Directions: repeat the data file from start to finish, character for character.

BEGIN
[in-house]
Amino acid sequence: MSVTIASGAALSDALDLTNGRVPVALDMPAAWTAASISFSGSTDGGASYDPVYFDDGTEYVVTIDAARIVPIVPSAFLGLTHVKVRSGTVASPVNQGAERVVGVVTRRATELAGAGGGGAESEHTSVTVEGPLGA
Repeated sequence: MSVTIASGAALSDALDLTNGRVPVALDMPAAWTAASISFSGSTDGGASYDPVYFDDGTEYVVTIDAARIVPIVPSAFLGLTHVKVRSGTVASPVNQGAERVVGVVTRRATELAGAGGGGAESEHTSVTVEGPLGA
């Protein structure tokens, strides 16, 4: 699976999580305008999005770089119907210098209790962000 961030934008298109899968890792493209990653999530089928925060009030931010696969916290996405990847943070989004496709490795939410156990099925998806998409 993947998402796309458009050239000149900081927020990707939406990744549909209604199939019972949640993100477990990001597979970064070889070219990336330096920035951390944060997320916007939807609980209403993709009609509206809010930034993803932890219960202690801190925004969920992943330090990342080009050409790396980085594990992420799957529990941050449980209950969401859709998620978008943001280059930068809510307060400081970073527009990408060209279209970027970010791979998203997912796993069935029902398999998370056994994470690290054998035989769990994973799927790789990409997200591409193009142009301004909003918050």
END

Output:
[in-house]
Amino acid sequence: MSVTIASGAALSDALDLTNGRVPVALDMPAAWTAASISFSGSTDGGASYDPVYFDDGTEYVVTIDAARIVPIVPSAFLGLTHVKVRSGTVASPVNQGAERVVGVVTRRATELAGAGGGGAESEHTSVTVEGPLGA
Repeated sequence: MSVTIASGAALSDALDLTNGRVPVALDMPAAWTAASISFSGSTDGGASYDPVYFDDGTEYVVTIDAARIVPIVPSAFLGLTHVKVRSGTVASPVNQGAERVVGVVTRRATELAGAGGGGAESEHTSVTVEGPLGA
């Protein structure tokens, strides 16, 4: 699976999580305008999005770089119907210098209790962000 961030934008298109899968890792493209990653999530089928925060009030931010696969916290996405990847943070989004496709490795939410156990099925998806998409 993947998402796309458009050239000149900081927020990707939406990744549909209604199939019972949640993100477990990001597979970064070889070219990336330096920035951390944060997320916007939807609980209403993709009609509206809010930034993803932890219960202690801190925004969920992943330090990342080009050409790396980085594990992420799957529990941050449980209950969401859709998620978008943001280059930068809510307060400081970073527009990408060209279209970027970010791979998203997912796993069935029902398999998370056994994470690290054998035989769990994973799927790789990409997200591409193009142009301004909003918050």